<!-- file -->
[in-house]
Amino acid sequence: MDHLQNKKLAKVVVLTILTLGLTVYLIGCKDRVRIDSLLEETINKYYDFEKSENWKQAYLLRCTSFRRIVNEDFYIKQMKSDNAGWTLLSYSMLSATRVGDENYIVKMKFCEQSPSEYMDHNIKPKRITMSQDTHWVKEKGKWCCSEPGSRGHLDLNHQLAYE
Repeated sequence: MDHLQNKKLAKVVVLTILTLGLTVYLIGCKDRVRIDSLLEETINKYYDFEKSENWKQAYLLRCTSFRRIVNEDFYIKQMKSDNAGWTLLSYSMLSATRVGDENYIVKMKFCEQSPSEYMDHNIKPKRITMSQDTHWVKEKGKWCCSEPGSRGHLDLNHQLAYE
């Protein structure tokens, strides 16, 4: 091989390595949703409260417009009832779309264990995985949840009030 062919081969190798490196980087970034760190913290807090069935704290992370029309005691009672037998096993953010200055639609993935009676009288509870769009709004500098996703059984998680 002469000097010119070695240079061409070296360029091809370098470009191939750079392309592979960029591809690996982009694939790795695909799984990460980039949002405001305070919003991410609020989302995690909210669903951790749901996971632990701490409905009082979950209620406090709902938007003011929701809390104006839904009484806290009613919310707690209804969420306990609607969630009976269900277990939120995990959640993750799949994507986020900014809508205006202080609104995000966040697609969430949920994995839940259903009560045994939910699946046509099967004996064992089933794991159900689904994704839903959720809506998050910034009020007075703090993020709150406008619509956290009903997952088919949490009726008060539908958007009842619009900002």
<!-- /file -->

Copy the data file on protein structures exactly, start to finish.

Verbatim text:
[in-house]
Amino acid sequence: MDHLQNKKLAKVVVLTILTLGLTVYLIGCKDRVRIDSLLEETINKYYDFEKSENWKQAYLLRCTSFRRIVNEDFYIKQMKSDNAGWTLLSYSMLSATRVGDENYIVKMKFCEQSPSEYMDHNIKPKRITMSQDTHWVKEKGKWCCSEPGSRGHLDLNHQLAYE
Repeated sequence: MDHLQNKKLAKVVVLTILTLGLTVYLIGCKDRVRIDSLLEETINKYYDFEKSENWKQAYLLRCTSFRRIVNEDFYIKQMKSDNAGWTLLSYSMLSATRVGDENYIVKMKFCEQSPSEYMDHNIKPKRITMSQDTHWVKEKGKWCCSEPGSRGHLDLNHQLAYE
């Protein structure tokens, strides 16, 4: 091989390595949703409260417009009832779309264990995985949840009030 062919081969190798490196980087970034760190913290807090069935704290992370029309005691009672037998096993953010200055639609993935009676009288509870769009709004500098996703059984998680 002469000097010119070695240079061409070296360029091809370098470009191939750079392309592979960029591809690996982009694939790795695909799984990460980039949002405001305070919003991410609020989302995690909210669903951790749901996971632990701490409905009082979950209620406090709902938007003011929701809390104006839904009484806290009613919310707690209804969420306990609607969630009976269900277990939120995990959640993750799949994507986020900014809508205006202080609104995000966040697609969430949920994995839940259903009560045994939910699946046509099967004996064992089933794991159900689904994704839903959720809506998050910034009020007075703090993020709150406008619509956290009903997952088919949490009726008060539908958007009842619009900002």